# Thread: 243.11.5.9 Area of intersection cardioid and circle

1. OK just seeing if this is setup OK
before I pursue all the steps
I thot adding areas would be easier

2. I see it like so ...

$\displaystyle \int_0^\pi \dfrac{8^2}{2} \, d\theta + \int_\pi^{2\pi} \dfrac{[8(1+\sin{\theta})]^2}{2} \, d\theta$

... note there are also opportunities to use symmetry.

Originally Posted by skeeter
I see it like so ...

$\displaystyle \int_0^\pi \dfrac{8^2}{2} \, d\theta + \int_\pi^{2\pi} \dfrac{[8(1+\sin{\theta})]^2}{2} \, d\theta$

... note there are also opportunities to use symmetry.
I'll try the symmetry .... half the limits mult by 2

$\displaystyle A=2\left[\int_0^{\pi/2} 64\, d\theta + \int_{3\pi/2}^{2\pi} [8(1+\sin{\theta})]^2 \, d\theta\right]$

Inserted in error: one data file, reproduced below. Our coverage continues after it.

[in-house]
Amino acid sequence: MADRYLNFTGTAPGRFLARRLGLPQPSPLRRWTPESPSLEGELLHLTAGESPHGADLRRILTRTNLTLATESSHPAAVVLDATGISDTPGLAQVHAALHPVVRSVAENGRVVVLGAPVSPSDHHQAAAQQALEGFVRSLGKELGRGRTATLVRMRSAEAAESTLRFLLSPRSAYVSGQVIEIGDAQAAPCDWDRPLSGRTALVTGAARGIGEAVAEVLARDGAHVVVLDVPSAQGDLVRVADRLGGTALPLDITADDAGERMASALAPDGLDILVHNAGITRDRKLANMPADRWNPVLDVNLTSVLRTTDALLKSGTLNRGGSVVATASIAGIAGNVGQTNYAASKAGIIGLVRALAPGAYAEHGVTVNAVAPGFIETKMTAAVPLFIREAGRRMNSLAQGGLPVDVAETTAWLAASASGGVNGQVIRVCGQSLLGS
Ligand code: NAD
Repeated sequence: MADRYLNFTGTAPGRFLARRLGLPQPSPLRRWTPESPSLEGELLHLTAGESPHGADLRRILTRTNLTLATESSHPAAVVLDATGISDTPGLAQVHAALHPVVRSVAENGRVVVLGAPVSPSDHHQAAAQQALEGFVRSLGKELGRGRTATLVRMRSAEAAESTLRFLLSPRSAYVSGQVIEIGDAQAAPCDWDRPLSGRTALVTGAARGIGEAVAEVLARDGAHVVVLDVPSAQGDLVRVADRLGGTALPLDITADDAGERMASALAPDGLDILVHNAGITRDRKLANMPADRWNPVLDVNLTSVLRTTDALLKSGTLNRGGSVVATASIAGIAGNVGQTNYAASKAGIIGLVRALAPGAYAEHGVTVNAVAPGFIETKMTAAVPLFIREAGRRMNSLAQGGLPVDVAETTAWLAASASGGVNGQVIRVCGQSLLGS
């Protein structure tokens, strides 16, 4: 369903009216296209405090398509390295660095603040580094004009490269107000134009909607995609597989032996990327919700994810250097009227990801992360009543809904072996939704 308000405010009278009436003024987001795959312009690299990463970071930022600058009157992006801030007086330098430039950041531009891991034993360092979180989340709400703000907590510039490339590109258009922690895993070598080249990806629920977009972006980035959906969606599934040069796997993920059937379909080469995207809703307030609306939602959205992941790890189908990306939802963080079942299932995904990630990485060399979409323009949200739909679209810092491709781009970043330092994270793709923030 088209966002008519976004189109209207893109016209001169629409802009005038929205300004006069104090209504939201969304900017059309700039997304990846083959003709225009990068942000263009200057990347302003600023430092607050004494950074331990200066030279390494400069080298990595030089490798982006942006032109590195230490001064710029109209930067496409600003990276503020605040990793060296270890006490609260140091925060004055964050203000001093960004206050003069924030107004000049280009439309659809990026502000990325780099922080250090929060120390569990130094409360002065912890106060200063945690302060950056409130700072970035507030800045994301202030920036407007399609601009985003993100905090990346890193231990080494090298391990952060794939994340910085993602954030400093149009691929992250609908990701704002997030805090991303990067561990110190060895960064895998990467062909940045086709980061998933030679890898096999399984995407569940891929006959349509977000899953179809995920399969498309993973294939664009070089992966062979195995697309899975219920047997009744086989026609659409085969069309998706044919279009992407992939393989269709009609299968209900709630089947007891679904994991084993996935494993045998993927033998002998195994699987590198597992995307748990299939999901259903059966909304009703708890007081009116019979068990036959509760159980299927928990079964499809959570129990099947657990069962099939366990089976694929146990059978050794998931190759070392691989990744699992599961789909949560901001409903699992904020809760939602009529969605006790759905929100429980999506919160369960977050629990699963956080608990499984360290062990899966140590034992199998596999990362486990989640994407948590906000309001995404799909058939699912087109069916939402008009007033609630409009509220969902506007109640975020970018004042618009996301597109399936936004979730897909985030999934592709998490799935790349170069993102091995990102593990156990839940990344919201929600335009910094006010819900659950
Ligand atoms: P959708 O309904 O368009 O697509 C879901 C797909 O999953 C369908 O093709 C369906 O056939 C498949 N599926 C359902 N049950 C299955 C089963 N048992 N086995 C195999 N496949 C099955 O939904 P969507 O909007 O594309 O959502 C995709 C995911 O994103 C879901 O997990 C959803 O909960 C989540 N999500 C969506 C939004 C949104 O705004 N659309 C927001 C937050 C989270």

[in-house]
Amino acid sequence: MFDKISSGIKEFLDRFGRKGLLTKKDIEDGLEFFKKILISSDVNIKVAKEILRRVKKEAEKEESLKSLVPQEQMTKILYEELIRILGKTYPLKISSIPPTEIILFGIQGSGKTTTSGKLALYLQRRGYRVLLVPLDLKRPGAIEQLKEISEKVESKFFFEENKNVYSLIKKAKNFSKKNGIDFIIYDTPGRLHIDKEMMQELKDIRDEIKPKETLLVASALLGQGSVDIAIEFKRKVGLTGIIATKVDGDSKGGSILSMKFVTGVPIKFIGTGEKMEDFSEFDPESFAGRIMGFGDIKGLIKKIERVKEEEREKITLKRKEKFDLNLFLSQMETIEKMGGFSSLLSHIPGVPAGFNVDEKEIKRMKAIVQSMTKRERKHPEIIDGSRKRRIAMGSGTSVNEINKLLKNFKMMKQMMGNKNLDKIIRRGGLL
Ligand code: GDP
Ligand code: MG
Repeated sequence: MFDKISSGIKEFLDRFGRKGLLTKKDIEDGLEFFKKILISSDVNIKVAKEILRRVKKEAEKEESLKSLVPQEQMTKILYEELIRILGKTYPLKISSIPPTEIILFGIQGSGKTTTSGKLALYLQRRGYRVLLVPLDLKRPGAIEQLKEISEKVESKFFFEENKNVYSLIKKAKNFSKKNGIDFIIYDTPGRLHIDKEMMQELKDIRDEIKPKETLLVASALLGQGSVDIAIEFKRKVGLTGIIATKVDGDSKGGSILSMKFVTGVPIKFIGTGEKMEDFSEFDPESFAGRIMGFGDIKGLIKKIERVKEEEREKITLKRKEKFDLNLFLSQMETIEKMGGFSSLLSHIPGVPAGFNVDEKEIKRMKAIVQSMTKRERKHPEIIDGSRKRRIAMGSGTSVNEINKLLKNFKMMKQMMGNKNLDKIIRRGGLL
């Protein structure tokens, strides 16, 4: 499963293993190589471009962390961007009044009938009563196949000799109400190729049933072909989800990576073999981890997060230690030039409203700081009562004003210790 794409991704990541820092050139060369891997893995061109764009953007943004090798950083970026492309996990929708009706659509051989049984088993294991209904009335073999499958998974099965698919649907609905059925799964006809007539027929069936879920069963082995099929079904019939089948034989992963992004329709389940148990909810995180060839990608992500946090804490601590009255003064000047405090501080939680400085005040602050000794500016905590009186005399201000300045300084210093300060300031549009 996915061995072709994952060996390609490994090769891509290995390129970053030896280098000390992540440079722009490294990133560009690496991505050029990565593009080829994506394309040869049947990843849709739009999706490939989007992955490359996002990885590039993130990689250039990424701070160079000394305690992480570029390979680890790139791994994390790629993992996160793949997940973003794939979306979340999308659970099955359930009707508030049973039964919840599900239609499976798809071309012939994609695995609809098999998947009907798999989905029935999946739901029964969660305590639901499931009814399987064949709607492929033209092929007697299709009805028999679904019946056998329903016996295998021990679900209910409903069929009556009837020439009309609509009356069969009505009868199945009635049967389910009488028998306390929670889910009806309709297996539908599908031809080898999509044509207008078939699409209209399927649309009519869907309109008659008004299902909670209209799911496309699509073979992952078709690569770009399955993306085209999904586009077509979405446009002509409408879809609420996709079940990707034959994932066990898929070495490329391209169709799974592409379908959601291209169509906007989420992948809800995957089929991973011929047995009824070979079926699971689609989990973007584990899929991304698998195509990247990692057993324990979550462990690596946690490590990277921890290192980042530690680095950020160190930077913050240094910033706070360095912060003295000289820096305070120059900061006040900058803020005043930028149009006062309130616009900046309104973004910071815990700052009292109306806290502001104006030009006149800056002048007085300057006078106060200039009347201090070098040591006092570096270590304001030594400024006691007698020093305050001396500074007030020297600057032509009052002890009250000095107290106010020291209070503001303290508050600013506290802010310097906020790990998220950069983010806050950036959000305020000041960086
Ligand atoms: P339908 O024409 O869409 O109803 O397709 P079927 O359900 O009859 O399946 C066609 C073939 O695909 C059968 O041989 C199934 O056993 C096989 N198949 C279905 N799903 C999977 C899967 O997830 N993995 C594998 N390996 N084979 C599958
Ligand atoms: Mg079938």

$128\left[\displaystyle \left[\theta\right]_0^{\pi/2} +\left[\theta-2cos\theta-\dfrac{\sin\left(2x\right)-2x}{4}\right]_{3\pi/2}^{2\pi}\right]$

sorry I just can't get this the bk ans is $16(5\pi - 8)$

4. I would use symmetry and known the area of a semicircle to write:

$\displaystyle A=\frac{8^2}{2}\left(\pi+2\int_{-\frac{\pi}{2}}^{0}\left(1+\sin(\theta)\right)^2\,d\theta\right)=32\left(\pi+\frac{3}{2}\pi-4\right)=16(5\pi-8)$